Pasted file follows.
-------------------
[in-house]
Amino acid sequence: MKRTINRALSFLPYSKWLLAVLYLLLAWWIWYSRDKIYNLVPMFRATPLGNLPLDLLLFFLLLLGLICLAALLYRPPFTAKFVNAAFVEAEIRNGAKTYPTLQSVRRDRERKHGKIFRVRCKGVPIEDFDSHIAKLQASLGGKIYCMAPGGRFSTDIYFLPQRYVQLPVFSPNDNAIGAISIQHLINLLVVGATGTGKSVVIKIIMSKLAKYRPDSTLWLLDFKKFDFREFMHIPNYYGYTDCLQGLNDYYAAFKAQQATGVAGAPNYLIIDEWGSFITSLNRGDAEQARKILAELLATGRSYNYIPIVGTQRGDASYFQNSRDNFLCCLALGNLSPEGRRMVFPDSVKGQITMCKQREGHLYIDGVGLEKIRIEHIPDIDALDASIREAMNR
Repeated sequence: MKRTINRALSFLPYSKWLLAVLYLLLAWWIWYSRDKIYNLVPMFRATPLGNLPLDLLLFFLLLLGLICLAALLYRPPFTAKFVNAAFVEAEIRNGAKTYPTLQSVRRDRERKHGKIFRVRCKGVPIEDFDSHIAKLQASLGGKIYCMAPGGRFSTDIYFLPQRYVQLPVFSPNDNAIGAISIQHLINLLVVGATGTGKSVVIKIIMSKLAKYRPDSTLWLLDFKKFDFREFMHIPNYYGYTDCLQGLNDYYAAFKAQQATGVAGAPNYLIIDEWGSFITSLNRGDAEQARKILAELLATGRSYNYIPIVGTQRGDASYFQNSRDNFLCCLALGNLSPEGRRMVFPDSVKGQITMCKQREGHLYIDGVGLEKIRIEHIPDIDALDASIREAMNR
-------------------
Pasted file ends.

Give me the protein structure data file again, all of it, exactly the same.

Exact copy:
[in-house]
Amino acid sequence: MKRTINRALSFLPYSKWLLAVLYLLLAWWIWYSRDKIYNLVPMFRATPLGNLPLDLLLFFLLLLGLICLAALLYRPPFTAKFVNAAFVEAEIRNGAKTYPTLQSVRRDRERKHGKIFRVRCKGVPIEDFDSHIAKLQASLGGKIYCMAPGGRFSTDIYFLPQRYVQLPVFSPNDNAIGAISIQHLINLLVVGATGTGKSVVIKIIMSKLAKYRPDSTLWLLDFKKFDFREFMHIPNYYGYTDCLQGLNDYYAAFKAQQATGVAGAPNYLIIDEWGSFITSLNRGDAEQARKILAELLATGRSYNYIPIVGTQRGDASYFQNSRDNFLCCLALGNLSPEGRRMVFPDSVKGQITMCKQREGHLYIDGVGLEKIRIEHIPDIDALDASIREAMNR
Repeated sequence: MKRTINRALSFLPYSKWLLAVLYLLLAWWIWYSRDKIYNLVPMFRATPLGNLPLDLLLFFLLLLGLICLAALLYRPPFTAKFVNAAFVEAEIRNGAKTYPTLQSVRRDRERKHGKIFRVRCKGVPIEDFDSHIAKLQASLGGKIYCMAPGGRFSTDIYFLPQRYVQLPVFSPNDNAIGAISIQHLINLLVVGATGTGKSVVIKIIMSKLAKYRPDSTLWLLDFKKFDFREFMHIPNYYGYTDCLQGLNDYYAAFKAQQATGVAGAPNYLIIDEWGSFITSLNRGDAEQARKILAELLATGRSYNYIPIVGTQRGDASYFQNSRDNFLCCLALGNLSPEGRRMVFPDSVKGQITMCKQREGHLYIDGVGLEKIRIEHIPDIDALDASIREAMNR